Janey expects report on Boston police commissioner Dennis White this month

Acting mayor sounds conflicted on issues the case raises 

ACTING BOSTON MAYOR Kim Janey said she expects the investigation into domestic violence allegations against Boston’s police commissioner to be completed sometime this month — and she voiced mixed sentiments about the issue at the center of the probe.

Janey, appearing on WGBH radio, told hosts Jim Braude and Margery Eagan that she anticipates receiving a report on Dennis White and making a decision about his plight in the next few weeks. 

White was appointed to the post hastily following former commissioner William Gross’s abrupt retirement in late January. But two days after he was sworn in, White was placed on paid leave following revelations of a 1999 allegation by his then-wife of domestic violence. Mayor Marty Walsh ordered an outside investigation of the incident, but there has been no word from City Hall since then of the status of the probe.

“We do expect that that investigation will conclude in the coming weeks — this month,” said Janey, who took over as acting mayor on March 22 following Wash’s resignation to become US labor secretary. Once she has the report, Janey said, she will be able to “make an informed decision about the future.” 

Janey said she does not know what the investigation will show, but she waded into the difficult issues that have been raised about domestic violence allegations, and seemed to suggest a way forward for White. 

“You’re right, these allegations are from way back,” she said in answer to a question from Braude about the case. “They are very serious allegations. I do believe people should have the opportunity to move on from things when they happen like this. When you take responsibility, you can move on.”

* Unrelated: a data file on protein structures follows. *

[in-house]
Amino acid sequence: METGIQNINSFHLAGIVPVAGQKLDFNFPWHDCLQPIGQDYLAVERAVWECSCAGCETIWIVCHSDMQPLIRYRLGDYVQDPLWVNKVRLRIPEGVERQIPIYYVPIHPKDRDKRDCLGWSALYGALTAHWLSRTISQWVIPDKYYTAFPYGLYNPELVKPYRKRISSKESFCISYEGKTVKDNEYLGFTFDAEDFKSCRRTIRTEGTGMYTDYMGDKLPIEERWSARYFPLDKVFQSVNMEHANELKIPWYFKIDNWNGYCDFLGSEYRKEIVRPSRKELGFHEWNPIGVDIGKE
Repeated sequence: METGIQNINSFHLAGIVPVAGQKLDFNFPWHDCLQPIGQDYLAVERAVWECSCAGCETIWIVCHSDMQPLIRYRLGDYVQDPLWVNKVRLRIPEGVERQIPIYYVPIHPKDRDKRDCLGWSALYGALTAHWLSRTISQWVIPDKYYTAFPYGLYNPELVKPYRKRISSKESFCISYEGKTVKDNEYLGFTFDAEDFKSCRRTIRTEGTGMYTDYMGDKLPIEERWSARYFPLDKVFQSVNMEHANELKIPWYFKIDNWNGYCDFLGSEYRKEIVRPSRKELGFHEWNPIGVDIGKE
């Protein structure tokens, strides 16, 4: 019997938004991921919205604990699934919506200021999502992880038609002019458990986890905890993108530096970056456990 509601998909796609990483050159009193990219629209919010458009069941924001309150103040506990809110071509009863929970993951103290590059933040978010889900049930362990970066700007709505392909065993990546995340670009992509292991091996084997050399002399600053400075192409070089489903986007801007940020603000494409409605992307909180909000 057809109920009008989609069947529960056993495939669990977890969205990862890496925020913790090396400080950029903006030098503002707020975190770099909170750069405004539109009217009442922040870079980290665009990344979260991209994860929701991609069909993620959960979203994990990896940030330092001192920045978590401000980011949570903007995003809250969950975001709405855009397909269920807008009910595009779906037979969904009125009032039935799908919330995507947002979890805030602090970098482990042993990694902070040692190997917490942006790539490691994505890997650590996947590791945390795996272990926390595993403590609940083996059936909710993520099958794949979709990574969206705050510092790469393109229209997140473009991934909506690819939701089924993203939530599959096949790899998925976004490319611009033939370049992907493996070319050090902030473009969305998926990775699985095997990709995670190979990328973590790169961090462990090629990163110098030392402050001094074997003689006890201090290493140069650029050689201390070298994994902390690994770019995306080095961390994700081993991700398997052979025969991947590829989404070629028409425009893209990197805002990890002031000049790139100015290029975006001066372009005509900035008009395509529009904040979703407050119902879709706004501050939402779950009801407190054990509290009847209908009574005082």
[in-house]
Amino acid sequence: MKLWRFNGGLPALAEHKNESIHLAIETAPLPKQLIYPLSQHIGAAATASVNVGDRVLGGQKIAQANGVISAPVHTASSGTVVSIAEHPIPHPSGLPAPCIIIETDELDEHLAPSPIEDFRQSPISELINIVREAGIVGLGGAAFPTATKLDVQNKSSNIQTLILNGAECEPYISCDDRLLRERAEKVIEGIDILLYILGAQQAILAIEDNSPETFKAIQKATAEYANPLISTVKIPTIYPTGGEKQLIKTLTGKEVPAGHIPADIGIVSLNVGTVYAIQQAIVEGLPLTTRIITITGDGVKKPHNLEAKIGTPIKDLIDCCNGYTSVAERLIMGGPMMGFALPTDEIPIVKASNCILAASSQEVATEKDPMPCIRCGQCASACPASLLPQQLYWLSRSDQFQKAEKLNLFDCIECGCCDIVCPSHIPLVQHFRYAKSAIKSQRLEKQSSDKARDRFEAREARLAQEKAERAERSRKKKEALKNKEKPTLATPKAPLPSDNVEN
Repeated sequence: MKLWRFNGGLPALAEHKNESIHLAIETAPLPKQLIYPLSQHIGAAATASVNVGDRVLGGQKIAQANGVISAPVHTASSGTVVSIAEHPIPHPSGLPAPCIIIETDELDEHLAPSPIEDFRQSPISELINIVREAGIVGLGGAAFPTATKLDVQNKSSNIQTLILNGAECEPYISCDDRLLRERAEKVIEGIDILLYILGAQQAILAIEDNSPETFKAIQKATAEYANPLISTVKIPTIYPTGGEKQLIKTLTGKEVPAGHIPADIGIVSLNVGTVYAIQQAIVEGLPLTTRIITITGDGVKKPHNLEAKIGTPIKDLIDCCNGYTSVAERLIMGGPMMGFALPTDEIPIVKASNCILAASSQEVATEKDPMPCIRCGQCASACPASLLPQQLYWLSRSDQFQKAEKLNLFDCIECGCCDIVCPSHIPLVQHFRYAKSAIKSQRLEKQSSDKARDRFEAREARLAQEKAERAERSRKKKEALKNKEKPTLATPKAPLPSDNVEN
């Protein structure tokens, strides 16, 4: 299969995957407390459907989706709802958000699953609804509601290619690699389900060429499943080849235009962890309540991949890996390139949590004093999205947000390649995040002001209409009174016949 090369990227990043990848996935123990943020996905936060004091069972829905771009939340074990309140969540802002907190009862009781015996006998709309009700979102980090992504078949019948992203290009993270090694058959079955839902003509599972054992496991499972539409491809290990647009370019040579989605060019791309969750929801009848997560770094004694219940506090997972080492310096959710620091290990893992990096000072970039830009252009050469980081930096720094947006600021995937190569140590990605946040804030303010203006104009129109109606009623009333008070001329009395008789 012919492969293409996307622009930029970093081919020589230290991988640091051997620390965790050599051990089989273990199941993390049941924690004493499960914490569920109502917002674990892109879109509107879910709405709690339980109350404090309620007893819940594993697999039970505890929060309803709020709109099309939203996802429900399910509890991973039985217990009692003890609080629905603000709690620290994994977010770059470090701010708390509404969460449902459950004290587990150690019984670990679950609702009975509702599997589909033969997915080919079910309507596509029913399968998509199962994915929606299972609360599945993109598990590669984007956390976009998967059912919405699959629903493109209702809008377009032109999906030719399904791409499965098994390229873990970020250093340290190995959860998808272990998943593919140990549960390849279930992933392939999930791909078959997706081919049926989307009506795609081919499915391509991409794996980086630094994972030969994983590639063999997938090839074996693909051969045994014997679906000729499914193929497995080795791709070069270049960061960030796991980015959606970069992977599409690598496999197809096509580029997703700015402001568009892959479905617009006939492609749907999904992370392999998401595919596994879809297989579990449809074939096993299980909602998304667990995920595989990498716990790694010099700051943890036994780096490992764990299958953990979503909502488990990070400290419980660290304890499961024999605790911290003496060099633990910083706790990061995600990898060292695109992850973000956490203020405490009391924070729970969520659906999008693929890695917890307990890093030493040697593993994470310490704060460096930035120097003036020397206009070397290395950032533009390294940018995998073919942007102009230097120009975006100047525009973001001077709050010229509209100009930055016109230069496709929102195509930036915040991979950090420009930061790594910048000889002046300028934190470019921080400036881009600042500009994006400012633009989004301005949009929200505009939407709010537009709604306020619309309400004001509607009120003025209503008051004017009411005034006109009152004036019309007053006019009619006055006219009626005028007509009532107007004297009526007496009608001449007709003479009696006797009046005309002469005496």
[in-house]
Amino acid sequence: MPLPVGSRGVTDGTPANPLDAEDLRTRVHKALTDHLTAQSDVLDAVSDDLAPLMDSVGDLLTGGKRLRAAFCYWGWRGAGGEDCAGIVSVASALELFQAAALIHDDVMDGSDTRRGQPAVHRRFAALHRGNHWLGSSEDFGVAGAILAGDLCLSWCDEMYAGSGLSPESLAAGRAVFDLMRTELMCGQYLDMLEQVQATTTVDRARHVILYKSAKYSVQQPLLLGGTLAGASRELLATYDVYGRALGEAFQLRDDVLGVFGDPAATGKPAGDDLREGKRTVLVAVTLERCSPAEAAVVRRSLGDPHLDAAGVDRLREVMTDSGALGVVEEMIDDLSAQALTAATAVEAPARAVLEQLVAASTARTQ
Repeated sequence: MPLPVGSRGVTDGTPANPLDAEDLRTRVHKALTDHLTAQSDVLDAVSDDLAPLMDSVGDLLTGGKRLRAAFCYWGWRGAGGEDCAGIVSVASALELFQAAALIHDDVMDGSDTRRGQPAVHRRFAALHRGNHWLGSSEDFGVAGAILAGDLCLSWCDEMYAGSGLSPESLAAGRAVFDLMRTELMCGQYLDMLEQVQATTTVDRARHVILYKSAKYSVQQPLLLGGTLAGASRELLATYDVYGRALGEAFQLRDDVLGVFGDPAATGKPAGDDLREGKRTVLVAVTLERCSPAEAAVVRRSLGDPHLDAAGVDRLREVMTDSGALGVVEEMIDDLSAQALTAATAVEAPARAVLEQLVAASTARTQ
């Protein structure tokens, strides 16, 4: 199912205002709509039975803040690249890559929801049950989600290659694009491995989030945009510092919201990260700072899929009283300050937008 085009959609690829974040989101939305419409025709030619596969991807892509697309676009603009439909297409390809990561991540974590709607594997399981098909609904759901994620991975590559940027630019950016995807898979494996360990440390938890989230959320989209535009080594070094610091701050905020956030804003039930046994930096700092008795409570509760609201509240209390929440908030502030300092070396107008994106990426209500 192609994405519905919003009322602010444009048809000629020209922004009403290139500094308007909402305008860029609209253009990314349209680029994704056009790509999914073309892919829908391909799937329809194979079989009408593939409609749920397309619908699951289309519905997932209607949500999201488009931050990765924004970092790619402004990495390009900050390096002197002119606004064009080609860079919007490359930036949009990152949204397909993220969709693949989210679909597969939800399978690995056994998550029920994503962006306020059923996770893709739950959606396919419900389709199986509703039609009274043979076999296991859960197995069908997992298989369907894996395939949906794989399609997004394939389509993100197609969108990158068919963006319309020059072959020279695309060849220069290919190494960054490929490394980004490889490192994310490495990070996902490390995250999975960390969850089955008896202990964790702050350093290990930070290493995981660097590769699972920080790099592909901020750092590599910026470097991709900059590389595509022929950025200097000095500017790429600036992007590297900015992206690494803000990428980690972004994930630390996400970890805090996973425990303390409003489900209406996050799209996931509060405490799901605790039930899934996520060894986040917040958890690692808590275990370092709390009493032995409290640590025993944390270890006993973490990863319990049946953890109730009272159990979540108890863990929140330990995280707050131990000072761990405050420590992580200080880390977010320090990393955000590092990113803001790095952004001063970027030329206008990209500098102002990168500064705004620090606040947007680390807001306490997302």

White’s former wife alleged that he pushed her and struck her once. She was granted a restraining order, but the Globe reported that there is no record that White was ever charged with any crime in the case. The paper also said that White denied the allegations in court filings. 

Apart from the police commissioner question, Janey was not pressed hard on issues, and generally skirted direct answers to the handful of potentially tougher questions to come her way during the 50-minute appearance on the public radio call-in show. 

She offered no clear stand on maintaining the city’s appointed school committee, returning to an elected body, or adopting a hybrid structure that combines the two. 

“I have seen first hand how that body works and some of the challenges there, and that parents wonder if their voices are being heard,” Janey said. The question of how members are selected, she said, “is something that we can look at in the future.”  

Even on a more immediate question that she would appear to have some sway over as acting mayor — whether to adopt early voting for the fall municipal election — Janey seemed reluctant to go too far. 

“Anything that we can do to make early voting happen in municipal elections — I am all for it,” she said. 

She didn’t offer specifics when Eagan asked about changes that should be made in the police department, though she hinted at an idea that has been implemented in other cities of having civilian service providers respond to certain kinds of calls. “There is a desire from police as well as my administration to reimagine how we respond to crisis,” Janey said. As with teachers, she said, we expect police to play too many roles. “We have to ask ourselves, is that appropriate?” she said.

Janey deflected a question asking whether she thought the Boston Planning and Development Agency needed reform. City Councilor Michelle Wu, one of six declared candidates for mayor, has made change in the city agency a major issue, releasing a detailed policy paper two years ago that called for a complete overhaul of the planning and development process. 

Janey, a Roxbury district city councilor who took over as acting mayor by virtue of her position as City Council president, announced on Tuesday that she will run for a full four-year term this fall. 

The looming election and the crowded field of candidates she joined didn’t come up in her radio appearance.